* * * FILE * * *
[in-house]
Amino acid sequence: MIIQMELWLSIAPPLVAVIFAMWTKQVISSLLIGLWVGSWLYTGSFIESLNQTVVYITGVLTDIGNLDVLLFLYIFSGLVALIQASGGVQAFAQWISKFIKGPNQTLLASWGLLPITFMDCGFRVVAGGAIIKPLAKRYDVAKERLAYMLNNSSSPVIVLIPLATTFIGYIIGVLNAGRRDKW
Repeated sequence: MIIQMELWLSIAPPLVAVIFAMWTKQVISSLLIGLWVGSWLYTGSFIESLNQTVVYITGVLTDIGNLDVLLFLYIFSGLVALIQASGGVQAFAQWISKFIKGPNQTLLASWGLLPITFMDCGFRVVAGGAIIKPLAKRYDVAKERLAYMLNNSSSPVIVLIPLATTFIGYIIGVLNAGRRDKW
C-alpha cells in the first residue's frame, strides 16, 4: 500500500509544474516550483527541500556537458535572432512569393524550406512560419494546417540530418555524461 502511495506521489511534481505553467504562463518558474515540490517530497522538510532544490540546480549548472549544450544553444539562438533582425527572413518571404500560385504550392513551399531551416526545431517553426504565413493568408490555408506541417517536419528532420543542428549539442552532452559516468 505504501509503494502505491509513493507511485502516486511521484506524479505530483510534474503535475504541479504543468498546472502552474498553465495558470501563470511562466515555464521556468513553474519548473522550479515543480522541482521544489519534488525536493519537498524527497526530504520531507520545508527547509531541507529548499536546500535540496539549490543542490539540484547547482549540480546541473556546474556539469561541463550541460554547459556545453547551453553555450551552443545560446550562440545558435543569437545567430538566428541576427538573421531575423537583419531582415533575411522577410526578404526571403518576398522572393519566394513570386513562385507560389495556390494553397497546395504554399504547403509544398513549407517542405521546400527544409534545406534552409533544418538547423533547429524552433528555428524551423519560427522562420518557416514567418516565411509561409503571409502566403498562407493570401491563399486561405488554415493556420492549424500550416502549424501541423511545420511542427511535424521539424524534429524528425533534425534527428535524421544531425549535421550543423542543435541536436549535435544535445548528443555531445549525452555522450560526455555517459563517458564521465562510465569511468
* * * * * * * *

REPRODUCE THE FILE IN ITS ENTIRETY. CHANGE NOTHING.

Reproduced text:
[in-house]
Amino acid sequence: MIIQMELWLSIAPPLVAVIFAMWTKQVISSLLIGLWVGSWLYTGSFIESLNQTVVYITGVLTDIGNLDVLLFLYIFSGLVALIQASGGVQAFAQWISKFIKGPNQTLLASWGLLPITFMDCGFRVVAGGAIIKPLAKRYDVAKERLAYMLNNSSSPVIVLIPLATTFIGYIIGVLNAGRRDKW
Repeated sequence: MIIQMELWLSIAPPLVAVIFAMWTKQVISSLLIGLWVGSWLYTGSFIESLNQTVVYITGVLTDIGNLDVLLFLYIFSGLVALIQASGGVQAFAQWISKFIKGPNQTLLASWGLLPITFMDCGFRVVAGGAIIKPLAKRYDVAKERLAYMLNNSSSPVIVLIPLATTFIGYIIGVLNAGRRDKW
C-alpha cells in the first residue's frame, strides 16, 4: 500500500509544474516550483527541500556537458535572432512569393524550406512560419494546417540530418555524461 502511495506521489511534481505553467504562463518558474515540490517530497522538510532544490540546480549548472549544450544553444539562438533582425527572413518571404500560385504550392513551399531551416526545431517553426504565413493568408490555408506541417517536419528532420543542428549539442552532452559516468 505504501509503494502505491509513493507511485502516486511521484506524479505530483510534474503535475504541479504543468498546472502552474498553465495558470501563470511562466515555464521556468513553474519548473522550479515543480522541482521544489519534488525536493519537498524527497526530504520531507520545508527547509531541507529548499536546500535540496539549490543542490539540484547547482549540480546541473556546474556539469561541463550541460554547459556545453547551453553555450551552443545560446550562440545558435543569437545567430538566428541576427538573421531575423537583419531582415533575411522577410526578404526571403518576398522572393519566394513570386513562385507560389495556390494553397497546395504554399504547403509544398513549407517542405521546400527544409534545406534552409533544418538547423533547429524552433528555428524551423519560427522562420518557416514567418516565411509561409503571409502566403498562407493570401491563399486561405488554415493556420492549424500550416502549424501541423511545420511542427511535424521539424524534429524528425533534425534527428535524421544531425549535421550543423542543435541536436549535435544535445548528443555531445549525452555522450560526455555517459563517458564521465562510465569511468